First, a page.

Old gadgets don’t last

man-at-laptop-holding-head-image-from-shutterstockOld gadgets don’t last: a reader asks…

My Windows 7 laptop computer is starting to make funny noises, but it’s only about 4 years old. How long are all these gadgets supposed to last anyway?

The short answer is, unfortunately, not long enough for many (most?). Today’s PC’s are made as cheaply as possible so you pay the lowest cost. For the most part, that market has driven down to the lowest cost, and you end up paying for it by having keyboard keys pop off, cooling fans overheading, hard drives crashing, and power plugs breaking.

By funny noise, I’m guessing it’s one of two things:

  1. A sound like frying bacon is the noise your spinning hard drive makes when it’s reading and writing data. If that noise has gotten significantly louder, stop reading this and go back up all your files. Your hard drive is probably gonna crash sooner or later, and it’s not worth risking all your treasured pictures, music, that book you started writing, and other important personal files. Check out this article for more info.
  2. A sound like a loud whirring coming from the vents on the side or back (or bottom) of the laptop is probably your cooling fan. Over time, dust can clog up the vents and coat the fan blades, and perhaps even get into the ball bearings and wear them out.

man-sleeping-on-laptop-image-from-shutterstockThese are really the only moving parts in your laptop that could be causing those funny noises. In the case of the hard drive, you could try to replace it yourself (I have some instructions in this article), pay someone else to do it, or just go buy a new replacement PC. In the case of the cooling fan, you might be able to find a shop who can repair that for you. But in both cases, you should do a little math – compare the cost of fixing your old (yes, it’s old!) laptop PC against the cost of replacing it. My general rule of thumb is that if the repair cost gets near half the replacement cost, skip the repair and replace it. After all, you don’t know what else will wear out on you in a few weeks or months.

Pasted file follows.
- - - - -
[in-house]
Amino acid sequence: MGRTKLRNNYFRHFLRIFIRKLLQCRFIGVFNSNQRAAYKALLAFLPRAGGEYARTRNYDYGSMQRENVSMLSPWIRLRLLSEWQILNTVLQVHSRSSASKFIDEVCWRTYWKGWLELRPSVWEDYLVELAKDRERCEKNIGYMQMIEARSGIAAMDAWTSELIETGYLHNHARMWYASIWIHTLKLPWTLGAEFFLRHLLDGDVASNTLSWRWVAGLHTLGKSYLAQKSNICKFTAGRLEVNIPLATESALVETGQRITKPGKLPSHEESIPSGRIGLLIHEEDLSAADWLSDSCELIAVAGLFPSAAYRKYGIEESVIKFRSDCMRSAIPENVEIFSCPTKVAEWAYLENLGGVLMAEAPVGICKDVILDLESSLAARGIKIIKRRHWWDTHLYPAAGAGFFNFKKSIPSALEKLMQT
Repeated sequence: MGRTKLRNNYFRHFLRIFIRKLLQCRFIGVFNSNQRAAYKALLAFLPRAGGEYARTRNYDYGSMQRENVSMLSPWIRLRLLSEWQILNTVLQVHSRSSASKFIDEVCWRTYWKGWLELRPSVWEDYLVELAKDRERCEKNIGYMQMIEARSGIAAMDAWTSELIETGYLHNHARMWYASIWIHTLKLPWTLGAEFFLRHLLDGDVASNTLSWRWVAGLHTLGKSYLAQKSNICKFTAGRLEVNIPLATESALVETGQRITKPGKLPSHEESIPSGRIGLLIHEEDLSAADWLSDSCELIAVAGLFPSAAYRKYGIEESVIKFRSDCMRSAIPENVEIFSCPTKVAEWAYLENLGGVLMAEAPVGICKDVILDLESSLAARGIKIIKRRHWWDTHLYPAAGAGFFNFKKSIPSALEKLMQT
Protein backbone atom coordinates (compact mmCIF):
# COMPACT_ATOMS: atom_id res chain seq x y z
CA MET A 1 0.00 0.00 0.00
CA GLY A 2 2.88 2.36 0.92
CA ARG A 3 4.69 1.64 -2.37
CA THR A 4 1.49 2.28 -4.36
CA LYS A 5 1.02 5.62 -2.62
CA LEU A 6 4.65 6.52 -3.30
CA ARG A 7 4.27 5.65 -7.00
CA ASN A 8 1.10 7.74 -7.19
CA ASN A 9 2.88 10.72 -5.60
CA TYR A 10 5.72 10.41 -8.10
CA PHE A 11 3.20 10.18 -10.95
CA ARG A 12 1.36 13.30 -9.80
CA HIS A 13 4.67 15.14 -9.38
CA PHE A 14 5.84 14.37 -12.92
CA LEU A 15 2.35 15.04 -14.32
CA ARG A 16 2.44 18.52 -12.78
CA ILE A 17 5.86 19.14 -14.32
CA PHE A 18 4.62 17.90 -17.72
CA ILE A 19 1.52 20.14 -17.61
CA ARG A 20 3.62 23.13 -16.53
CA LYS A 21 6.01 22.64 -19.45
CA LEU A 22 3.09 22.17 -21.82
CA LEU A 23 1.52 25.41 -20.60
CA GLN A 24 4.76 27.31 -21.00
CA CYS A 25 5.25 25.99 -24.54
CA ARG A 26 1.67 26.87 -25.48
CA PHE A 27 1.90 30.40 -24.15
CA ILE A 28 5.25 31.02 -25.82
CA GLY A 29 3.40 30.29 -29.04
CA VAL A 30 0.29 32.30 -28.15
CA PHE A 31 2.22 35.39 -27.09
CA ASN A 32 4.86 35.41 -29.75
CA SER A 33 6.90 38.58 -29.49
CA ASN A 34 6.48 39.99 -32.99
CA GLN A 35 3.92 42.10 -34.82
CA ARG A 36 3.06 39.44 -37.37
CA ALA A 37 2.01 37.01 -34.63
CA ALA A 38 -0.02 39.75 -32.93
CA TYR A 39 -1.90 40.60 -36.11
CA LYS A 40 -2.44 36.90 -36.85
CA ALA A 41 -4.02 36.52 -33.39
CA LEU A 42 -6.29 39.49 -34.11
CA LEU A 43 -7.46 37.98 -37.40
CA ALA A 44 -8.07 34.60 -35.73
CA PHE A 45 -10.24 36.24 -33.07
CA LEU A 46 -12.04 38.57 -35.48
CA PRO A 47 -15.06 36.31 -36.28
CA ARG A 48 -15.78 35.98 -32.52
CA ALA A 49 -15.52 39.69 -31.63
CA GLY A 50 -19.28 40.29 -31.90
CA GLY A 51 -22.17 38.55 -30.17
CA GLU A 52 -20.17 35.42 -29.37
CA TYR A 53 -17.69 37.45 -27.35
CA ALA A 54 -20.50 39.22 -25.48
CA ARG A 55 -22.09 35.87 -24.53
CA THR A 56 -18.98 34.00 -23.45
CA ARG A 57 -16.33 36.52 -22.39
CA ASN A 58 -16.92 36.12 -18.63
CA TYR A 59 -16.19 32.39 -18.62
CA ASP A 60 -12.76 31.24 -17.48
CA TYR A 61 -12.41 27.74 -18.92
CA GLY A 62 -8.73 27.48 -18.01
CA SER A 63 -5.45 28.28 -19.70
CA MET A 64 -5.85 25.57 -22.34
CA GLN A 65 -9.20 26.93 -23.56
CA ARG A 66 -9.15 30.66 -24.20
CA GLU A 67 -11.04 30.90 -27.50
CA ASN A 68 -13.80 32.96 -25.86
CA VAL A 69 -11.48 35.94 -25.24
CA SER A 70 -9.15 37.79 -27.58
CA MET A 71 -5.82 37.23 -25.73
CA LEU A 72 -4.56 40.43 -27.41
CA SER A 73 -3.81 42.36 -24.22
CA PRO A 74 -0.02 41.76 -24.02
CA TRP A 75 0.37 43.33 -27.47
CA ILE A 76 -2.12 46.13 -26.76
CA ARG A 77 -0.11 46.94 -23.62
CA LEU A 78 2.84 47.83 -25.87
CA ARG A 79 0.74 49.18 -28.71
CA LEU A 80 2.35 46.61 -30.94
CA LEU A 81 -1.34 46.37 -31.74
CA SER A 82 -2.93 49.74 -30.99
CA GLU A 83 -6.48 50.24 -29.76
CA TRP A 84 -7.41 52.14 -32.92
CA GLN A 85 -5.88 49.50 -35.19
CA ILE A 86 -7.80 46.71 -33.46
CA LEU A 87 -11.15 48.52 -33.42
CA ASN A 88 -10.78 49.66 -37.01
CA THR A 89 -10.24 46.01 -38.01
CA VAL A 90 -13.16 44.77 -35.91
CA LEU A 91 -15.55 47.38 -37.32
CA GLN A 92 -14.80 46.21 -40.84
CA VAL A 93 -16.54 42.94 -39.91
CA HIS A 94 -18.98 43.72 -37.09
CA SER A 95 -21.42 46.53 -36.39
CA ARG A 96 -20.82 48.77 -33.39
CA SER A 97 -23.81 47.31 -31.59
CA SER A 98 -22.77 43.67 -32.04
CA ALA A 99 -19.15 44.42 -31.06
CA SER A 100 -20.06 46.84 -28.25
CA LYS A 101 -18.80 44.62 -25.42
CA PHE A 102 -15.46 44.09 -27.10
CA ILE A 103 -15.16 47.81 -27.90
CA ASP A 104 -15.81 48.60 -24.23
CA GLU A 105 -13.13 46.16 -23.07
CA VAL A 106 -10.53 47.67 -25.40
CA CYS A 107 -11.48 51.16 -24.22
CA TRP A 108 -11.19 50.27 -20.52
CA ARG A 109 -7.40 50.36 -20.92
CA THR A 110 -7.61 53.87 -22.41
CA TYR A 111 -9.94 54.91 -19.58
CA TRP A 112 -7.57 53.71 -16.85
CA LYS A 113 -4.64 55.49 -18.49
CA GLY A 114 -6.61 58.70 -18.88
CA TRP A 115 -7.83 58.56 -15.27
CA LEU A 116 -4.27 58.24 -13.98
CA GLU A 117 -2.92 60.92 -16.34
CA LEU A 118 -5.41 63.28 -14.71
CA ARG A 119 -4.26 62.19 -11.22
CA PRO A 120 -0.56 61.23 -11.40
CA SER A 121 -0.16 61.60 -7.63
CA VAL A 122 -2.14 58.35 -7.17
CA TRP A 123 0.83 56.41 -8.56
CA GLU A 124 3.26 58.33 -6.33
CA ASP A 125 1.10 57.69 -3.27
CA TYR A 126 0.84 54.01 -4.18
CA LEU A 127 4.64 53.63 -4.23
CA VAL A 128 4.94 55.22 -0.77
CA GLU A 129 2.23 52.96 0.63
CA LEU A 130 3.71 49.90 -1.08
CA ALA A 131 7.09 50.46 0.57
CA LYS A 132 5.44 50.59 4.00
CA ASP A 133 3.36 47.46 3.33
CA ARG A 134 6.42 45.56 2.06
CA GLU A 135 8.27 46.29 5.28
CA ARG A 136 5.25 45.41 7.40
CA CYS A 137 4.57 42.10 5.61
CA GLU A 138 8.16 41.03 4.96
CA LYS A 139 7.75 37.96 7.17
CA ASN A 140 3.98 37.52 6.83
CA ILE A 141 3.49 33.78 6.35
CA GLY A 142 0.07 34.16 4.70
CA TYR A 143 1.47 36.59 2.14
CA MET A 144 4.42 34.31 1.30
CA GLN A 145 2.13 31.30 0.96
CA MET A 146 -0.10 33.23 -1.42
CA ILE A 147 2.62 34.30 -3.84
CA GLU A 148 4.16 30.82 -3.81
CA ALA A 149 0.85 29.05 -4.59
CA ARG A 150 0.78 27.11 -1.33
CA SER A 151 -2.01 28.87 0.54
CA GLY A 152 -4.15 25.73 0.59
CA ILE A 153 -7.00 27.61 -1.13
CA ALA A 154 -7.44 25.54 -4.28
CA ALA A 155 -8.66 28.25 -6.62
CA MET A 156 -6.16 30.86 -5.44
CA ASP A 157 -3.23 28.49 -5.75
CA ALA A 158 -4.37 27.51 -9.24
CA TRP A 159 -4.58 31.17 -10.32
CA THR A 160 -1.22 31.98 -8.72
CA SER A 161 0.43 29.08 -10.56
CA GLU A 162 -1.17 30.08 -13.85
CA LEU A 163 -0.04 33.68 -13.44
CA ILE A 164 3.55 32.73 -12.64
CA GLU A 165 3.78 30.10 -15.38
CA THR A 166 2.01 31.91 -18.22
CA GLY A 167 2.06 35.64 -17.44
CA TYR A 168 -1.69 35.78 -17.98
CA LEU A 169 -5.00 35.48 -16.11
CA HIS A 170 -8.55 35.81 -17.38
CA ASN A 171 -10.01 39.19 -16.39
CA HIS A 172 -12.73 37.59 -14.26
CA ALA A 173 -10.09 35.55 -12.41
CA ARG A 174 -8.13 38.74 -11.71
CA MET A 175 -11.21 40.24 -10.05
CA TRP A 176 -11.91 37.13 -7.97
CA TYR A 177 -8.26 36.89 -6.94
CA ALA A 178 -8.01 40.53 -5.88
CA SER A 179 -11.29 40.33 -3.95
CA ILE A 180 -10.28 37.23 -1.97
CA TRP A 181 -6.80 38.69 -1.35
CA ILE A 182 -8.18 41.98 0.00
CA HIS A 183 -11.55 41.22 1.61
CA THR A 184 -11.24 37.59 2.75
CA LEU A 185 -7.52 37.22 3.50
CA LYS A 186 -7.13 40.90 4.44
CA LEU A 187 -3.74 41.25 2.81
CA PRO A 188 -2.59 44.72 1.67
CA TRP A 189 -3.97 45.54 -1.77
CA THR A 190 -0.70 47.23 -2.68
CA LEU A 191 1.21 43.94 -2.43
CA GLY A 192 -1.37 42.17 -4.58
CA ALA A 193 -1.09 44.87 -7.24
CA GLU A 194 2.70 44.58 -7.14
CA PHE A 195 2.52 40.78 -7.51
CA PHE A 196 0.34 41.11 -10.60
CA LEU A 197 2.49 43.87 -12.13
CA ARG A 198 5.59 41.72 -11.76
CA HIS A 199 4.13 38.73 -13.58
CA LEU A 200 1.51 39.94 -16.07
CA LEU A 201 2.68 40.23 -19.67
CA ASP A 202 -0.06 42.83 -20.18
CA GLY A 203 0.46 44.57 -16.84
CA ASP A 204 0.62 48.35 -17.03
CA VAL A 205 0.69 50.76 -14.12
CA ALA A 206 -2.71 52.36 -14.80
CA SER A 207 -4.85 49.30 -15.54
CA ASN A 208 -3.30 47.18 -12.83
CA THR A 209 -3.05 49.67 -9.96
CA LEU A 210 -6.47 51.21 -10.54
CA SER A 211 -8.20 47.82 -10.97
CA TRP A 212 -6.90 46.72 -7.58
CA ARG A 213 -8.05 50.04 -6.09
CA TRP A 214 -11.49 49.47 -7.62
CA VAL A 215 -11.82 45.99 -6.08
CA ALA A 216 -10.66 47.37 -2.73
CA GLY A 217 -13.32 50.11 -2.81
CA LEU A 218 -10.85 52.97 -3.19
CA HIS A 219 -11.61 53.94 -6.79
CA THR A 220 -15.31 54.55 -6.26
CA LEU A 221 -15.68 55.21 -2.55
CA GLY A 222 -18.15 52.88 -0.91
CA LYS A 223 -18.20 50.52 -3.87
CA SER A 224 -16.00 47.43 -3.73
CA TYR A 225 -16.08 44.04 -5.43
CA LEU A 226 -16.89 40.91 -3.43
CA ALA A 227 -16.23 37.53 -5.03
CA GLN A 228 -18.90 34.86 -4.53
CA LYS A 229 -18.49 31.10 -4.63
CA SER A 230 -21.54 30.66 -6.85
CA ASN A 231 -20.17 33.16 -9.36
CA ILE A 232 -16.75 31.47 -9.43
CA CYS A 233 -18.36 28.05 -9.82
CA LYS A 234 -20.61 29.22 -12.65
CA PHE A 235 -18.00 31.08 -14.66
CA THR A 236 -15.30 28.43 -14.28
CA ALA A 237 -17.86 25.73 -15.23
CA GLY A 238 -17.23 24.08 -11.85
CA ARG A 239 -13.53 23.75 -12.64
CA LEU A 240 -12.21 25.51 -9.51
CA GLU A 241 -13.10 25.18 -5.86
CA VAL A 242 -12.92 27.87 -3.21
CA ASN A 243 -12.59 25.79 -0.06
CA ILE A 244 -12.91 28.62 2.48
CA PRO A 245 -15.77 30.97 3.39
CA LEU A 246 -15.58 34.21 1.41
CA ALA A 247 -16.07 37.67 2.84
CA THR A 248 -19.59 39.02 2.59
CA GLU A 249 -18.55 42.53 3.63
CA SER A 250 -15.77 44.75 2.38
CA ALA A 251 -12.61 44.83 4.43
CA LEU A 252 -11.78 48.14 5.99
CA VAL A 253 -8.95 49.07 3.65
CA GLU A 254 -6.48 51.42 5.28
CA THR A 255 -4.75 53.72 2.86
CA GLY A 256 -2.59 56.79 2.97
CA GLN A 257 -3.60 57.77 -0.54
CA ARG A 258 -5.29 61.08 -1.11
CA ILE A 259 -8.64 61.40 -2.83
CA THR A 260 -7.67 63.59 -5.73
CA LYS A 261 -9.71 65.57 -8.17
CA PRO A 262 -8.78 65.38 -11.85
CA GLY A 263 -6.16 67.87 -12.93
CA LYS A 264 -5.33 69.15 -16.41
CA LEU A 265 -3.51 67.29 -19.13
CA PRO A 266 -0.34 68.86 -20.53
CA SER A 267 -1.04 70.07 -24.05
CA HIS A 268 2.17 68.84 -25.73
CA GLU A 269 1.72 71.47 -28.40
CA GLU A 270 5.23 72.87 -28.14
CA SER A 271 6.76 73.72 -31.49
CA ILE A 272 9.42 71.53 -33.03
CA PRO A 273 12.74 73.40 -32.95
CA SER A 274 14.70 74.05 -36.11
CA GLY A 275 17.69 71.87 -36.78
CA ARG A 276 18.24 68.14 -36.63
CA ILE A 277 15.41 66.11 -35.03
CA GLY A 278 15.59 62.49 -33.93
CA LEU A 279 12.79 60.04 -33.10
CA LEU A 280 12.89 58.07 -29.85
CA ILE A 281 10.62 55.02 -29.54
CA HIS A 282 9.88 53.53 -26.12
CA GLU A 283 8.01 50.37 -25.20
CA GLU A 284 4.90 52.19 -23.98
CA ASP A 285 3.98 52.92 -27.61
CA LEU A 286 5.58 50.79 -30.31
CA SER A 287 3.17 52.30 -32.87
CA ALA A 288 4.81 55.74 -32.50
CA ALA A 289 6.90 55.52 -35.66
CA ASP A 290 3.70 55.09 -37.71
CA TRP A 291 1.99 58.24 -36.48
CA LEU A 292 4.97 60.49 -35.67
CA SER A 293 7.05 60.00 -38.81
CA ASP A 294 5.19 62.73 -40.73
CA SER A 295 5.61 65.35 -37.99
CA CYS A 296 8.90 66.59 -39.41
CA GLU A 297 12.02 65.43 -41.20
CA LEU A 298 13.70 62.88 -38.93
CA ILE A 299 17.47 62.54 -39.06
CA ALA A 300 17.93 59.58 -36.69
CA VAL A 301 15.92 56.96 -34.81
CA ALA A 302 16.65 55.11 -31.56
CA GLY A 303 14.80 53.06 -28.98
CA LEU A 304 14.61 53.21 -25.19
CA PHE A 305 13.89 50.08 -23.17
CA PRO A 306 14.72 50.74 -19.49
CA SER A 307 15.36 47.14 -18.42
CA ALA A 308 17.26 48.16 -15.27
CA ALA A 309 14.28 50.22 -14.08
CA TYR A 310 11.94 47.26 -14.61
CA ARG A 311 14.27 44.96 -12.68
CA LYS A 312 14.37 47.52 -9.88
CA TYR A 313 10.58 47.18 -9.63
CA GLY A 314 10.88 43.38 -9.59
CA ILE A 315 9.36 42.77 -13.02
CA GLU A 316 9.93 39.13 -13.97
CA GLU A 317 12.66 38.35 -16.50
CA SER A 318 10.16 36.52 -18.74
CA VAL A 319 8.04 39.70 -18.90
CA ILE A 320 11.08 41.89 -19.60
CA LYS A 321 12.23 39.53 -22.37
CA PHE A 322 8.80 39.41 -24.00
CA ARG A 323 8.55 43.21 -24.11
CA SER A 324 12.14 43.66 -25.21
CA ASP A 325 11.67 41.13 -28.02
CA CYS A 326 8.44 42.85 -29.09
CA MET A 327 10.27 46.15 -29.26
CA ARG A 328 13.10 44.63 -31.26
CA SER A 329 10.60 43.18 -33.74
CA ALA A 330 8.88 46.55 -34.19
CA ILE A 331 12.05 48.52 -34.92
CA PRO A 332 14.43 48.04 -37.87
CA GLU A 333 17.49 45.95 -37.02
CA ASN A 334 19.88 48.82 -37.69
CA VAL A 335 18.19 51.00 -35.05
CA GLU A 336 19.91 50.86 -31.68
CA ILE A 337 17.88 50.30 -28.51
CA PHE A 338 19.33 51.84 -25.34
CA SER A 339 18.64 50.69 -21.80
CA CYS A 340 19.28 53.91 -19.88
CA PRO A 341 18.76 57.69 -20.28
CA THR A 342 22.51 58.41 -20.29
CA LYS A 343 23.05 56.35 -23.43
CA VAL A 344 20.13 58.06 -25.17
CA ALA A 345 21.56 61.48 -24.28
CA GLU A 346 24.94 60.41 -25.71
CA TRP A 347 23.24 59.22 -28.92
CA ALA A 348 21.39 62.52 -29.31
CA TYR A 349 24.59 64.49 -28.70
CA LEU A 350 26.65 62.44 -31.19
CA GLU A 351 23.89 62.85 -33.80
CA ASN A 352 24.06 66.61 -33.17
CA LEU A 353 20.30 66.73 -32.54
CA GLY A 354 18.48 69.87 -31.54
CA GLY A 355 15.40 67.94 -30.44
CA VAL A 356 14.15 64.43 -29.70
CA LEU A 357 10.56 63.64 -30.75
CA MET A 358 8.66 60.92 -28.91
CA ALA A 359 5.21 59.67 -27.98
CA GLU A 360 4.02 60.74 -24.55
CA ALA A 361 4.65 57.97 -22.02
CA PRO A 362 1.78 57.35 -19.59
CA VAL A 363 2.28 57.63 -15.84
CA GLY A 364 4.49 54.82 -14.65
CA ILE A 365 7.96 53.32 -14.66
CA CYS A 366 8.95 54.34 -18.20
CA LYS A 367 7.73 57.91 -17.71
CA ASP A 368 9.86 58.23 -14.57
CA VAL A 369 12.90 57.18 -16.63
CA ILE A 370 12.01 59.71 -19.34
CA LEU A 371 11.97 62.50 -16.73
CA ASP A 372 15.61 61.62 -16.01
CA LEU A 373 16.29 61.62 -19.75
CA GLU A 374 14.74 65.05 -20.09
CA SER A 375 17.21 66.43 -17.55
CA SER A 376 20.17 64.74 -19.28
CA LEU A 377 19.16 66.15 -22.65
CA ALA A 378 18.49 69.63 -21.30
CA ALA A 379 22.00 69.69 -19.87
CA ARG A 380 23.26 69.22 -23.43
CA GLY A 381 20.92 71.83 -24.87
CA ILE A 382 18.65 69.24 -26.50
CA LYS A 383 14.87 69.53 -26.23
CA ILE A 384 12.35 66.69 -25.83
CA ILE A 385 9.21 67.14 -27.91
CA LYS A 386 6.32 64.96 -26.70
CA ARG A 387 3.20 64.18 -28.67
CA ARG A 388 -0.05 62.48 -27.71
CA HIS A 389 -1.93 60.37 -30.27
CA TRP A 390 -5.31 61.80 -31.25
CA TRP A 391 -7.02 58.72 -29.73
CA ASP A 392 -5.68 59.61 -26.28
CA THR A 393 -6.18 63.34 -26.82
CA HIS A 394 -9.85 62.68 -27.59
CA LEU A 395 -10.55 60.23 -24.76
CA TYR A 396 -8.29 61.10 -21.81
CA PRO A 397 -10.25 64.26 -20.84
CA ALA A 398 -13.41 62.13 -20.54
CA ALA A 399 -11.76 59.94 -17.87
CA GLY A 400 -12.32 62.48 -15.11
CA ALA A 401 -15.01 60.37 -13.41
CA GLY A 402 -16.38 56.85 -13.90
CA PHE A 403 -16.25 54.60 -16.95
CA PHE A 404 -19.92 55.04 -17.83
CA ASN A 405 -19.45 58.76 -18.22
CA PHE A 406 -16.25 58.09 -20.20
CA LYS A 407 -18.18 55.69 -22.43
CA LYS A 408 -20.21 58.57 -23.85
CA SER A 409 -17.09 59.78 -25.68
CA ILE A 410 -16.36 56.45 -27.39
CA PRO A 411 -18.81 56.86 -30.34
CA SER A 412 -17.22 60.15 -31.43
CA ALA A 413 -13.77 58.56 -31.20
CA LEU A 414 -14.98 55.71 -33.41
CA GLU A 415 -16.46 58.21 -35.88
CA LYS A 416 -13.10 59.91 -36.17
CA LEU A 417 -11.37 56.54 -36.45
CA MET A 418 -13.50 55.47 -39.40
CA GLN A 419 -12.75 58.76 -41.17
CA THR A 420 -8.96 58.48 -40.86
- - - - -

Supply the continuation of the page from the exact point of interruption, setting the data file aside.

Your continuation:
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Not trying to wade into the Mac vs. PC fray, but for the most part, you get what you pay for. You pay a premium price to Apple and get a premium product that should give you at least six years of trouble-free performance (more if your hard drive is solid-state), although there are still 10-year-old Macs in service. For perhaps a third or less than the cost of a Mac, you can buy a cheap laptop, and you might still get six years of service, but you might only get a couple. Cheap is cheap. I could make the same case for a Microsoft Surface (pay more and get better quality), or any one of a number of premium-built Windows-based laptop PCs. I’m not talking about brands here, but specific models of specific brands. Just my opinion, but I think these brands are good:

  1. Dell (and their Alienware premium brand)
  2. Lenovo (and their Thinkpad premium brand)

I generally stay away from most of the other popular brands because they all are feeding the bottom of the market with cheap, easily damaged or broken models. Again, just my opinion, but based on over 15 years of fixing other people’s laptops. In some cases, you are even paying a premium for the brand-name, but still getting the cheapest components and build quality.

I see the same kind of problem with lots of different types of consumer technology, smartphones, tablets, remote control devices, home automation, and security systems – if you are shopping for the lowest price, you should be prepared to accept cheap goods.

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